(a) without significantly affecting the pre-determined desired output range of light from any individual LED; and,

(b) without the need to: (i) change the value of any discrete component; or, (ii) to add or subtract any discrete components, of any of the pre-existing driven circuit components which remain after the change.

In another embodiment of the invention at least one capacitor is connected to and part of each LED circuit. In yet another embodiment, at least one resistor is connected to and is part of each opposing parallel LED circuit noted above. The resistor is connected in series with the at least one capacitor.

According to another aspect of the invention an LED circuit (sometimes referred to as an “AC LED”) can comprise two opposing parallel LEDs, an opposing parallel LED string or an opposing parallel LED matrix. These opposing parallel LEDs may have a capacitor in series connected to at least one junction of the connected opposing parallel configurations within a single chip, a single package, an assembly or a module.

When a real capacitor is connected in series in one or more lines between an LED and an AC power source, there is a displacement current through that capacity of magnitude: I=2 ΠfCV. The capacitor in the LED circuits of the invention regulates the amount of current and forward voltage delivered to the one or more opposing parallel LEDs based on the voltage and frequency provided by the AC driver. Based on the number of LEDs in the LED circuit the opposing parallel connections provide two or more junctions to which at least one series capacitor may be connected in series of at least one power connection lead. In some embodiments, LED circuits may also use a series resistor in addition to the capacitor providing an “RC” resistor capacitor network for certain LED circuit driver coupling that does not provide protection against surge currents to the LED circuits.

According to another aspect of the invention an LED circuit may comprise a single LED or a series string of diodes and/or LEDs connected to a full bridge rectifier capable of rectifying a provided AC voltage and current for use by the series string of diodes and/or LEDs. The rectifier may be formed as part of the LED circuit, or may be formed separately, having leads provided on both the output of the driver and the input of the LED circuit to allow the LED circuit to connect directly to the driver. In order to protect the LED circuit from voltage spikes a capacitor may be connected across the inputs of the bridge rectifier. The capacitor may also be used for smoothing the AC waveform to reduce ripple. A capacitor may likewise be connected between one rectifier input and the AC voltage and current source in order to limit the DC current flow to protect the LEDs. The bridge diode and LED circuit may be packaged separate or together, and may be configured within a single chip or two chips, a single package or two packages, an assembly, or a module.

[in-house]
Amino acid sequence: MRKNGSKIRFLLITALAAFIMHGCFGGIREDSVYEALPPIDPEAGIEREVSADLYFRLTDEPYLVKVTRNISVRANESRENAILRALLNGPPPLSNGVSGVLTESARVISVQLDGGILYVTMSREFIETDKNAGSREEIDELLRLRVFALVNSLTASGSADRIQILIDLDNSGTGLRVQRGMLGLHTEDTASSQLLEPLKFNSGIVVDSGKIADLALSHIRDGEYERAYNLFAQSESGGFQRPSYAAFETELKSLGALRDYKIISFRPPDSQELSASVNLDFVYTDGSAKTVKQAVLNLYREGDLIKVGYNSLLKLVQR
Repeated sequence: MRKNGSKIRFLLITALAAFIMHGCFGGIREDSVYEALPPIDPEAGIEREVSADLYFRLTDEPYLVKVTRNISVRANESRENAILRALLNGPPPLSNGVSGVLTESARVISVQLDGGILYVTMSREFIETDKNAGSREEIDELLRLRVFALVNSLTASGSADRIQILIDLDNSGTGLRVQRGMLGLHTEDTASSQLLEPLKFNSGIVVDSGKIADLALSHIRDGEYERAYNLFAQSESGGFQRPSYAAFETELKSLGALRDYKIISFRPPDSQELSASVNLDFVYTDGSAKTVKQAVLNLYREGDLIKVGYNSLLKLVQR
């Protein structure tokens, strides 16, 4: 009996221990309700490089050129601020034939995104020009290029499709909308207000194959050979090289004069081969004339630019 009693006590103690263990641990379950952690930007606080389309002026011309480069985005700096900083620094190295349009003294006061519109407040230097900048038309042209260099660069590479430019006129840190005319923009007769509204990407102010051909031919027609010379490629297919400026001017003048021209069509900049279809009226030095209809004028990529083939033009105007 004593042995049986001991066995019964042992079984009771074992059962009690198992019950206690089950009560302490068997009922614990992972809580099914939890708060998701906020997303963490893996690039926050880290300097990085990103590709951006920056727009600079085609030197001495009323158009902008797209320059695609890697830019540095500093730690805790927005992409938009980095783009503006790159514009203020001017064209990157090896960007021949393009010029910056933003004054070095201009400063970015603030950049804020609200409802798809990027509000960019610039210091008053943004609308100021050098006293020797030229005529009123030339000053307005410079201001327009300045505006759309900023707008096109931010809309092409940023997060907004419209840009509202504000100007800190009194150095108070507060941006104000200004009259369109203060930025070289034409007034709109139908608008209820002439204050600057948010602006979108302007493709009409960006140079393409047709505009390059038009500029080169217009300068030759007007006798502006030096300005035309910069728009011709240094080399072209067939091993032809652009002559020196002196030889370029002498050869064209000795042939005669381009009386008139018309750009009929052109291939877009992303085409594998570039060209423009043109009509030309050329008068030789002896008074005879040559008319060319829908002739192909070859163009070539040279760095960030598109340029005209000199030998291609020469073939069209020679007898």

According to another aspect of the invention, a single bridge rectifier may be used to drive parallel LEDs or series strings of diodes and/or LEDs. Alternatively, it is contemplated by the invention that each LED circuit requiring a bridge rectifier to utilize both the high and low phases of an AC power wave may include its own full bridge rectifier integrated or otherwise connected thereto. In embodiments where each LED circuit includes its own rectifier, additional LED circuits may be added in parallel across an AC voltage and current source to any existing LED circuits without concern of connecting to any existing bridge rectifiers or, where used, capacitors. Providing each LED circuit with its own bridge rectifier has the further advantage of scaling capacitors included in the circuit for voltage protection and/or current limiting to be matched to a particular LED or string of diodes and/or LEDs.

It should be noted that “package” or “packaged” is defined herein as an integrated unit meant to be used as a discrete component in either of the manufacture, assembly, installation, or modification of an LED lighting device or system. Such a package includes LED's of desired characteristics with capacitors and or resistors (when used) sized relative to the specifications of the chosen LED's to which they will be connected in series and with respect to a predetermined AC voltage and frequency.

Preferred embodiments of a package may include an insulating substrate whereon the LEDs, capacitors and/or resistors are formed or mounted. In such preferred embodiments of a package, the substrate will include electrodes or leads for uniform connection of the package to a device or system associated with an AC driver or power source or any individually packaged rectifiers used to rectify AC voltage and current. The electrodes, leads, and uniform connection may include any currently known means including mechanical fit, and/or soldering. The substrate may be such as sapphire, silicon carbide, galium nitride, ceramics, printed circuit board material, or other materials for hosting circuit components.

A package in certain applications may preferably also include a heat sink, a reflective material, a lens for directing light, phosphor, nano-chrystals or other light changing or enhancing substances. In sum, according to one aspect of the invention, the LED circuits and AC drivers of the present invention permit pre-packaging of the LED portion of a lighting system to be used with standardized drivers (and when necessary full wave rectifiers) of known specified voltage and frequency output. Such packages can be of varied make up and can be combined with each other to create desired systems given the scalable and compatible arrangements possible with, and resulting from, the invention.